The structure above described is illustrated diagram; matically in Fig. 2 in which the heater 1 is shown as a coil. The thermostat, which includes a switch and is sometimes referred to as a thermoswitch, is indicated at 14. It includes the thermostat element 20 and the switch element 21. The fuse 15 is shown diagrammatically also in Fig. 2. A main manual control switch 22 is shown:

and by means of this switch the heater may be manually put into operation or turned off. A wire of conductor 23 is connected to the plug'24- and to the heater 1. Another wire or conductor 25 is connected to the plug 24 and the switch 22, the thermoswitch 14, and the fuse 15.

A wire or conductor 26 extends across between the members 23 and 25 and carries a pilot light 27. When the system is in operation the light is illuminated.

Generally the device is enclose-d in a housing, not

shown, and the switch and pilot light are visible and available externally of the housing. The switch may be mounted on the housing and the pilot light may be mounted on it or arranged to show through an appropriate opening in the housing.

In general the essential features of the device have been shown. It is not limited to any particular mounting means or association. Actually in ordinary use it will be enclosed in some sort of a housing and the control switch will be located upon the housing or avail- The pilot lamp ablefor operatic-11 through the housing.

will also be visible through the housing. Thus the device, enclosed in a suitable housing and mounted coni veni ently, is available for use by the operation of the control switch and the pilot light indicates Whether it;

bon dioxide.. This material is generally received at,

points of use in a container in which it is in substantially liquid or solid form .and it isvaporized for use, for example in bottling. The device, therefore, in one use T his may, for example, be aluminum. The coil 9, 10, while it may r 3 comprises a heater for vaporizing liquid carbon dioxide. Generally the device is used as a heater to heat high pressure carbon dioxide gas to keep the gas at proper temperature to prevent the valve or valves in the system from freezing. Generally when the material to be heated reaches the heater of this invention it is already in gaseous form. When that is the case the primary purpose of the device is to act not as a vaporizer for vaporizing the liquid carbon dioxide or other material, but to act as a heater to maintain the gas at proper heat for proper use and for passage through the system without freezing. When so used it will generally be located near a source of carbon dioxide, such as a tank, a flask or a battery of flasks, bottles or tanks and it heats the gas as it flows. The invention is not limited in its use to vaporizing carbon dioxide and that use is mentioned only as indicative of the fact that the heater is suitable for use as a vaporizer of liquid gases, of which carbon dioxide is representative.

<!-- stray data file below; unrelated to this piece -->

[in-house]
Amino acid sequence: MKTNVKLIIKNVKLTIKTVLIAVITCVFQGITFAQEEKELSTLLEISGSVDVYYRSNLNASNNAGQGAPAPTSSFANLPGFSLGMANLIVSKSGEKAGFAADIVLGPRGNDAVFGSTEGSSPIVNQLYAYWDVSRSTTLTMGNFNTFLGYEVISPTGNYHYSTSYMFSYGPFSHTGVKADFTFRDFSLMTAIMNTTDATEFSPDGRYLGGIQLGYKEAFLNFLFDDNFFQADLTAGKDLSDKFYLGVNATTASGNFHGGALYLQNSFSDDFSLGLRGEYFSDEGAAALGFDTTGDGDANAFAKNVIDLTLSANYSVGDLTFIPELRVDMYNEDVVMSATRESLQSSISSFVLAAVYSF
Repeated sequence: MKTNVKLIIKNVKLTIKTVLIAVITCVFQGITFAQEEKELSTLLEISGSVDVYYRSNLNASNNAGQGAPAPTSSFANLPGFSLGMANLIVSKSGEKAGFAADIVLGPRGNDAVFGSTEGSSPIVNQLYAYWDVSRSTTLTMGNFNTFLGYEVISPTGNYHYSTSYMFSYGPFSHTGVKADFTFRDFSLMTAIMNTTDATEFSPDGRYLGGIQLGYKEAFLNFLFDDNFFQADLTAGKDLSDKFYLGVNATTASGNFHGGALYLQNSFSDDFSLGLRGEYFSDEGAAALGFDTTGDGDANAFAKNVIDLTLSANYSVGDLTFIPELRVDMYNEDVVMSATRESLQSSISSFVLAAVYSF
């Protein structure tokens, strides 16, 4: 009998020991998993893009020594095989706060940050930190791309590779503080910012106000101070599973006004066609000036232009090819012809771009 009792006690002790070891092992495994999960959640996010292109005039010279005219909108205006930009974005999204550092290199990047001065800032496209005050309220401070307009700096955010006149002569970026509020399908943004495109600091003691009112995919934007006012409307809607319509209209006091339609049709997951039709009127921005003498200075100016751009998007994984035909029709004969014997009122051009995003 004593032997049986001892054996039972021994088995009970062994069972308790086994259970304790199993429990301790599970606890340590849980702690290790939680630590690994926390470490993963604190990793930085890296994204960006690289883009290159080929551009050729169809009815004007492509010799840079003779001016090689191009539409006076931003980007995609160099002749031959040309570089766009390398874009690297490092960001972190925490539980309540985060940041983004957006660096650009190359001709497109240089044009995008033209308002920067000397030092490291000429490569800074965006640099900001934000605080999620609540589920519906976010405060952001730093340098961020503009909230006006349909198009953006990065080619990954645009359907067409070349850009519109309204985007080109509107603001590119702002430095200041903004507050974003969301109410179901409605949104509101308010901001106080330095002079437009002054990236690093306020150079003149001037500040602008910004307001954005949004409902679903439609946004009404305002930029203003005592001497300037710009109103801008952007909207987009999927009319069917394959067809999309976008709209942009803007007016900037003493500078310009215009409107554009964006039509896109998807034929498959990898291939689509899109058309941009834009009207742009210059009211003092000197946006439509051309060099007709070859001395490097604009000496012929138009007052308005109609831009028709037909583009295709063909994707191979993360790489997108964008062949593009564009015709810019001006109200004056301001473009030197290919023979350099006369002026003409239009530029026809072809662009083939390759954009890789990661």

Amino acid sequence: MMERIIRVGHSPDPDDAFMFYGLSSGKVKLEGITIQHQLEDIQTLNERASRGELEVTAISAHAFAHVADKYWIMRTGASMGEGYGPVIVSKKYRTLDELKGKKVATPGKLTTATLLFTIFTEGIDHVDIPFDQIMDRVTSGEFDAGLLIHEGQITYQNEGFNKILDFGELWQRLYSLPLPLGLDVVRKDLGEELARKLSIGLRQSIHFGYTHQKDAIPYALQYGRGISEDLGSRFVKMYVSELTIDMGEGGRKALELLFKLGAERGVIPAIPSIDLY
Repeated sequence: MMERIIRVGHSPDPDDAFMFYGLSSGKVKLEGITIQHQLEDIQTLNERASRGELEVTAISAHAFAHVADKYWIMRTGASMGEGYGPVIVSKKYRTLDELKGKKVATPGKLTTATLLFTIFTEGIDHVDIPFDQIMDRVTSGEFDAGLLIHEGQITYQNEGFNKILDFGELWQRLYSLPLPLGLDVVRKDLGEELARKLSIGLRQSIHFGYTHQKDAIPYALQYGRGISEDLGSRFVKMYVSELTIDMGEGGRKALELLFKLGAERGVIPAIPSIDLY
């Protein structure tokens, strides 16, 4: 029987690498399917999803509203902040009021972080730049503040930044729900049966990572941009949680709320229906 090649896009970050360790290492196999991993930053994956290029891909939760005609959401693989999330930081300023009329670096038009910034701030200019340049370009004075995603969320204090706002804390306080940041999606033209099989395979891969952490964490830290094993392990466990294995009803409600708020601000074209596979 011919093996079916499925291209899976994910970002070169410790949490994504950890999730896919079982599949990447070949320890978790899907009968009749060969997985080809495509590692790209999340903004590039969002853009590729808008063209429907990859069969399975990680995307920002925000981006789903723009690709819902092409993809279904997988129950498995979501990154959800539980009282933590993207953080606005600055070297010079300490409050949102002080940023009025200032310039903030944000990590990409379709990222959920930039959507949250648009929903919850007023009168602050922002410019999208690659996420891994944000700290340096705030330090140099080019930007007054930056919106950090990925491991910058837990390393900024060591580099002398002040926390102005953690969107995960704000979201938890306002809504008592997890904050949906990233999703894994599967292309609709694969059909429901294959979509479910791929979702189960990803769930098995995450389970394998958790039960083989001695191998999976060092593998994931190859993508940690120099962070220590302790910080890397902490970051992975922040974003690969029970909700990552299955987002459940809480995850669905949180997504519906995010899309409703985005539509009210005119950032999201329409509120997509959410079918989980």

Although an operative form of the device has been shown, the invention is not limited to the particular details shown. Many changes may be made in the form, shape and arrangement of parts without departing from the spirit of the invention.

The use and operation of the invention are as follows:

Where the device is used as a heater for carbon dioxide and is located near a source of liquid carbon dioxide, the material is connected to the inlet and outlet pipes or connections which join the coil. Carbon dioxide will flow through the coil which, in the finished device, is enclosed in the block within which it is cast. It is heated in the block to insure proper vaporization and proper temperature of the gas. The heater, as shown, is an electrical member which is cast into the block and thus the heater and the fluid coil form, with the block, a unit, the parts of which are unseparable after casting has taken place. If new the fluid connections are open so that carbon dioxide may flow through the coil, and if at the same time the heater circuit is closed so that the heater is energized and heated, the device will accomplish vaporization.

It is preferable, and in many cases essential, to provide automatic controls for insuring as nearly as possible perfect vaporization and proper heating of the gas and uniform treatment so that the device as a whole operates efliciently and, as nearly as possible, continuously at the desired heat and under the desired conditions. Manual control alone will not normally accomplish satisfactory operation. The mere addition of a thermostat or a thermostatically-controlled switch or rheostat is not of itself a full solution of the problem of accomplishing uniformity of operation. A thermostatic device will limit fluctuation, but unless properly located and properly arranged in the system, it will not avoid fluctuation to the degree most desired.

It is to accomplish eifective control with a minimum of fluctuation that the thermostat or thermoswitch has been located as shown. The thermostatic switch is positioned within the block and it is, in eflect, partially surrounded by the heater.

The center tube, which is present when the block is cast, produces a central cylindrical cavity into which the thermostatic switch is positioned as shown in the assembled figure. The thermostat or thermostatic switch is thus positioned completely within the block, which,